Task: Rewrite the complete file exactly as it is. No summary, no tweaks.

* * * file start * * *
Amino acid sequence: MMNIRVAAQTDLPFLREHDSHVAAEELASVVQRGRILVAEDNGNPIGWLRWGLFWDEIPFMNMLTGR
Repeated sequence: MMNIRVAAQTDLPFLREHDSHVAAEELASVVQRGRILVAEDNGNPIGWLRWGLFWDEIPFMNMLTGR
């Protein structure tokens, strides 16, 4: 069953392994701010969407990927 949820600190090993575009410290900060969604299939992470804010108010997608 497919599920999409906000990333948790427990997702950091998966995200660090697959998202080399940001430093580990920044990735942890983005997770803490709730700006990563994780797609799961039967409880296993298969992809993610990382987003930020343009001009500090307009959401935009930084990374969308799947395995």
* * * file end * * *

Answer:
Amino acid sequence: MMNIRVAAQTDLPFLREHDSHVAAEELASVVQRGRILVAEDNGNPIGWLRWGLFWDEIPFMNMLTGR
Repeated sequence: MMNIRVAAQTDLPFLREHDSHVAAEELASVVQRGRILVAEDNGNPIGWLRWGLFWDEIPFMNMLTGR
């Protein structure tokens, strides 16, 4: 069953392994701010969407990927 949820600190090993575009410290900060969604299939992470804010108010997608 497919599920999409906000990333948790427990997702950091998966995200660090697959998202080399940001430093580990920044990735942890983005997770803490709730700006990563994780797609799961039967409880296993298969992809993610990382987003930020343009001009500090307009959401935009930084990374969308799947395995």